Rosh Hashanah by Emanuel

Beautify your Rosh Hashanah table with these original and meaningful decorations. These honey dish holders serve to enhance the tradition of welcoming the New Year with honey.

Showing 1-10 out of 10 items
Showing 1-10 out of 10 items

Price Range

Rosh Hashanah Traditions

The special foods of Rosh Hashanah are steeped in ritual and tradition. The most well- known, forever associated with this Festival, are honey and pomegranates. Challah and slices of apple are dipped into delicious sweet honey and a special prayer is recited asking for a sweet good year.

Honey Dish

Add to your Holiday table. Celebrate the New Year and treat yourself to a new honey dish. If you have one already, an extra honey dish is always helpful, especially if you have guests.

A honey dish is also a delightful gift for an engagement, wedding or housewarming. Present one to your hostess. It can also be used for pomegranate seeds.

Yair Emanuel

In his innovative fashion, Yair Emanuel has designed a group of honey dishes that are pomegranate shaped. The bright red color with the seeds and pretty crown will immediately attract attention, making this a very special dish that will bring you interest and compliments. For a more classic color theme, consider the same design in silver colored aluminum in a large or small size.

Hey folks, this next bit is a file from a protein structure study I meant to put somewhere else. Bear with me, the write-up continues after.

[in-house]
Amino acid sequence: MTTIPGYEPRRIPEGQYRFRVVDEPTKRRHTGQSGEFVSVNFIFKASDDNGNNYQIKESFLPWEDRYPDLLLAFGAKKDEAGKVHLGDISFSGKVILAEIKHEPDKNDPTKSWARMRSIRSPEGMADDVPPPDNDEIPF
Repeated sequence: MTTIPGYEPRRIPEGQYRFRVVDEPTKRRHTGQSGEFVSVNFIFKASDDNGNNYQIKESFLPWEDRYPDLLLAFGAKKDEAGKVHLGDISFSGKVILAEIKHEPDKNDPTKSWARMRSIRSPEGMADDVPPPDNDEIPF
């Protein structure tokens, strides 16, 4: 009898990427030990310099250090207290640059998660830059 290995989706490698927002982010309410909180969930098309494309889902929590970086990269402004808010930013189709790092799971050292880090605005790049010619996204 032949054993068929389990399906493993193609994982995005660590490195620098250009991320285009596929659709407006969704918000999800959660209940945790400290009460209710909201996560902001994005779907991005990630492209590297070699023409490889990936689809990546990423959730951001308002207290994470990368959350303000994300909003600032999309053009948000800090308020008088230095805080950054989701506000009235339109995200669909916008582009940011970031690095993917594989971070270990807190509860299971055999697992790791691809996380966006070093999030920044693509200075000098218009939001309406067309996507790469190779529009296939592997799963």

A stunning honey dish in the classic Yair Emanuel style is made from wood, hand painted a distinctive royal blue and decorated with vibrant looking orange pomegranates. Shanah Tovah is written at the top in a delicate gold script. The glass dish to hold the honey can of course be detached for washing. The dish is heavily lacquered to ensure that it will give long lasting wear.

Shanah Tovah!

The custom to dip the bread and apple into honey goes back hundreds of years. Honey has always been a symbol of sweetness. So, it is appropriate that on this night of symbolism we incorporate it in the meal and recite a special prayer asking G-d to grant us a "Shanah Tovah u'Metukah" a good sweet year.

Copyright 2002-today
1 Imrei Baruch st. Bnei Brak 56109 Israel